The Rx for Raising Investment Capital
By Alan W. Urech
As a private capital investor I have come to the conclusion that there are nine areas that companies should focus their attention on, while raising capital to grow their business. Being clear, crisp and compelling by explaining the business in the following areas will help you beat the odds on securing investment capital. Anyone can develop a company, but Investors want to see that you have developed your company into a thriving and sustaining business. Remember there is plenty of competition for “your” capital and the companies that demonstrate the best chance for significant growth will win the investment.
What are the nine areas Investors look for?
1. Strong management with meaningful equity stakes. I want heavyweight professionals in top management. I also check to make sure that the Company’s management team is aligned for growth by having all members playing in the position where they are best capable of achieving success. This is extremely important to the future growth of the business. Management sets the focus and business strategy and they must have the core skills and have the background to do this. It must be established upfront who is in charge of what areas. A successful CEO is painstakingly paying attention on the company’s growth in all areas, not just having “cool” products. The company needs to focus on execution, execution and execution, not the business strategy to grow.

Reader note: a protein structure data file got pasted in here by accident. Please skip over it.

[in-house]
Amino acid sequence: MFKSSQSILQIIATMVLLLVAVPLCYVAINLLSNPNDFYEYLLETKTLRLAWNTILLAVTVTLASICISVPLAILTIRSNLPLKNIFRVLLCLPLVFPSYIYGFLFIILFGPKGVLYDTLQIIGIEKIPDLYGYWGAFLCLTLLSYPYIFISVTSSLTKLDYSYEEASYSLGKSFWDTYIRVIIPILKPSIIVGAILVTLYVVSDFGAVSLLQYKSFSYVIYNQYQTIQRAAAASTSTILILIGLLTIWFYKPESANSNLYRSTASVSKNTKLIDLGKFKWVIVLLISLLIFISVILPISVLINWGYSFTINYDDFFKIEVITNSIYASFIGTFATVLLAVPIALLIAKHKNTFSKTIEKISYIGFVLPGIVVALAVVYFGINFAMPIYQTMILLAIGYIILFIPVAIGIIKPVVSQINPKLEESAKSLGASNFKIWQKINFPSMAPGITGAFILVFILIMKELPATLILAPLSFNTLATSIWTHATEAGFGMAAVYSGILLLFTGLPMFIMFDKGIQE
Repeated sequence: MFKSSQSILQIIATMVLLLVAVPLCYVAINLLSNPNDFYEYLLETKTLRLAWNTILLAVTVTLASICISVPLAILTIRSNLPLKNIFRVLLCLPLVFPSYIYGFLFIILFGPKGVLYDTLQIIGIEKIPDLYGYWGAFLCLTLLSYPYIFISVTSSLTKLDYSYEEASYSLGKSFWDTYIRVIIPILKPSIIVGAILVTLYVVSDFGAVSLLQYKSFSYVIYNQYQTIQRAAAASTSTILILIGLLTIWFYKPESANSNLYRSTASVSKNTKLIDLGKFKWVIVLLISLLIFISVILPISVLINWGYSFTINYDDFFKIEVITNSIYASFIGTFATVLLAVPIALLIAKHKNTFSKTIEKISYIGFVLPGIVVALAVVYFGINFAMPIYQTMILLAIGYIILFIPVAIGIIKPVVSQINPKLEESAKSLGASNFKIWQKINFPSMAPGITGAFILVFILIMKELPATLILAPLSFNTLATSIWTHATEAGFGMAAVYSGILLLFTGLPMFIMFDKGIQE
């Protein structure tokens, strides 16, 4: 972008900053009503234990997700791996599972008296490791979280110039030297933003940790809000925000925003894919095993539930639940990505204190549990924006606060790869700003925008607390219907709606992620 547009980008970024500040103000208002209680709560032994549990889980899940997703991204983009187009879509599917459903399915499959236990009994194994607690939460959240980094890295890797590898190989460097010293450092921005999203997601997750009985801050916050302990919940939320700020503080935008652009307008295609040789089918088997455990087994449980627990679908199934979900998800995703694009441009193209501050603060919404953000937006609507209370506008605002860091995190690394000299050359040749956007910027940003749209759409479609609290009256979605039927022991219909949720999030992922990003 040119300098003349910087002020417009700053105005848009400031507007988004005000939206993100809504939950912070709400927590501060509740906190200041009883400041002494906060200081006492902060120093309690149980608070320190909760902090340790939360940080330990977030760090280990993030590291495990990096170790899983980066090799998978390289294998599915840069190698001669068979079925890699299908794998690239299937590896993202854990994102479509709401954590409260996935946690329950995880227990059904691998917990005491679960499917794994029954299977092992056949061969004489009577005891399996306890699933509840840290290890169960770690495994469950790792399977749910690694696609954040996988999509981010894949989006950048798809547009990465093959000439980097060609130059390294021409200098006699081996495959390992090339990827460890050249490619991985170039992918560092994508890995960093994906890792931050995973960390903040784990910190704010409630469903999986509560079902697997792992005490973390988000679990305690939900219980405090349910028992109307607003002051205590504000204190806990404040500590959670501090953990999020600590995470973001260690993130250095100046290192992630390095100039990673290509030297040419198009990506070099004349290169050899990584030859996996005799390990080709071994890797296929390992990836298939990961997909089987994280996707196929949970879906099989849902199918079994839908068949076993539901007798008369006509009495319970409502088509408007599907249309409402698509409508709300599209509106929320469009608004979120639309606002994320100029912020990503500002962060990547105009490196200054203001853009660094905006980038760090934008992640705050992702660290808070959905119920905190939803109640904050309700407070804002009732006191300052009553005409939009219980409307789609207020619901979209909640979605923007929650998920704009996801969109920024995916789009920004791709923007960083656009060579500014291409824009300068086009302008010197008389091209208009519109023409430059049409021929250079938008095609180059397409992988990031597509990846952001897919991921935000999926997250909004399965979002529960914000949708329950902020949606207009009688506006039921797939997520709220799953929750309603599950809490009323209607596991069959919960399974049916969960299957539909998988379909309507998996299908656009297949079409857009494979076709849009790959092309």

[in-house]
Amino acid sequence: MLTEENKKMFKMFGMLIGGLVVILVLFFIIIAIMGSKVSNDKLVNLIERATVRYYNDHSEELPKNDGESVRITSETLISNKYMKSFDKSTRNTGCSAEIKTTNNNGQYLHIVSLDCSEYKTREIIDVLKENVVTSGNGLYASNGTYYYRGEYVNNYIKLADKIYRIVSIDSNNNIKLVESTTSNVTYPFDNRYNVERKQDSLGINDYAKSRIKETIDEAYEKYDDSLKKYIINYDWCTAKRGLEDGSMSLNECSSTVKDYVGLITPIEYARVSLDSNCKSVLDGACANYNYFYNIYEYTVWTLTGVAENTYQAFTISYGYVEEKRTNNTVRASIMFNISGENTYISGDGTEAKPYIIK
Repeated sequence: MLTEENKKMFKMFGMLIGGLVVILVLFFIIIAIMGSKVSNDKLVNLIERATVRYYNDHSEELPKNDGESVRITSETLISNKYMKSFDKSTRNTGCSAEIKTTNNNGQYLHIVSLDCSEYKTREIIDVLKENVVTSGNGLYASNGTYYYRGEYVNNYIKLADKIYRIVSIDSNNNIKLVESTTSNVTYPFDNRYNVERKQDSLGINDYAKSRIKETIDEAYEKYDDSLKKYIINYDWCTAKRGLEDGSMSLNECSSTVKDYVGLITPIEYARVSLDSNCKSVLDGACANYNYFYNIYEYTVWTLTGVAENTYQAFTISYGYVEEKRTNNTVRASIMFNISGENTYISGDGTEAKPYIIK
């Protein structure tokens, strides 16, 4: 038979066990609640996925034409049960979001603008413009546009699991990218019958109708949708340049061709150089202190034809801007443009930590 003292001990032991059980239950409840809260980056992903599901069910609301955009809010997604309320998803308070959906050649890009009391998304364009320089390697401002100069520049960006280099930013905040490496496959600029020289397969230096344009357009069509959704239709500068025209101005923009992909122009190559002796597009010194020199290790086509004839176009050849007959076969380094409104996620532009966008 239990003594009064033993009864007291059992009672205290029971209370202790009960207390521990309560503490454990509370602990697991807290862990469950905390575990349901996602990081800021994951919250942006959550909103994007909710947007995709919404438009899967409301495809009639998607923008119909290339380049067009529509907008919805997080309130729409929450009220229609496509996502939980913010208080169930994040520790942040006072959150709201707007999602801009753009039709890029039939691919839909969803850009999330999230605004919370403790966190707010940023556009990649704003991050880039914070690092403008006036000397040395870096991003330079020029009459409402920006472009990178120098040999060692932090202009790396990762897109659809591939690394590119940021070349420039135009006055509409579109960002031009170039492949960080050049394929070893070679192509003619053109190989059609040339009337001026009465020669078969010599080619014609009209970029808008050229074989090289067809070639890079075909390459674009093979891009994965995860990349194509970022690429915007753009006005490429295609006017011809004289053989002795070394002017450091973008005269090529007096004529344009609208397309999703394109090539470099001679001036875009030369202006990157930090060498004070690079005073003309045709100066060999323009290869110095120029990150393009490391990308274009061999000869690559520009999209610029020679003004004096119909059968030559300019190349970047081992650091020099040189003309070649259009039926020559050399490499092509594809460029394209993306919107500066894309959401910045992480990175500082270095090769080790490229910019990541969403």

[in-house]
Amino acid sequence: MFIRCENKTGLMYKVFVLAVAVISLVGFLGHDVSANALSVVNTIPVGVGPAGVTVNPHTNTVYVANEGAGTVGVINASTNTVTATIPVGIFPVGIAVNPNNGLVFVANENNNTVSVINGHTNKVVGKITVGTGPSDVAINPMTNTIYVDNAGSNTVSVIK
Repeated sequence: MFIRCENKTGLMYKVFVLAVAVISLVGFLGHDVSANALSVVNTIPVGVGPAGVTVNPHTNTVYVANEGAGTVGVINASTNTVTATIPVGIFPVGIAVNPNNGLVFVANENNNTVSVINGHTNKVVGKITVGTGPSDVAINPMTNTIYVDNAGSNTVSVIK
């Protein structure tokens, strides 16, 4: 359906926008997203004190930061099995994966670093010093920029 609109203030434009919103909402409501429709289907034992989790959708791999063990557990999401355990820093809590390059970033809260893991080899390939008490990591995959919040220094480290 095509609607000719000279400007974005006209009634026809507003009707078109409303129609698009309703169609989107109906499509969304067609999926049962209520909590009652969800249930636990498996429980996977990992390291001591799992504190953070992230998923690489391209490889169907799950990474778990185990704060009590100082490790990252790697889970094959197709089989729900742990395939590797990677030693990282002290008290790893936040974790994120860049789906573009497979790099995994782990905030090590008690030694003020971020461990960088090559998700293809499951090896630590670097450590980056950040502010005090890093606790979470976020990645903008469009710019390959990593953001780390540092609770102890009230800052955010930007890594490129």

Most investors want you to have some personal capital or tangible commitment in the game. They want to make sure that you are committed, but not too aggressive. If the CEO, for example, is worth $1 million in liquid assets, and has placed $6,000 into the company, my initial thoughts are “hobby.” If the CEO has placed $250,000 in the organization, that is serious money and should be respected. This money is commitment. If the CEO has placed $800,000, my thoughts are that he/she is too much of a risk taker because non-controllable events take place (9/11, Katrina, Rita, London, Madrid, etc.) and I wonder about this overly aggressive behavior.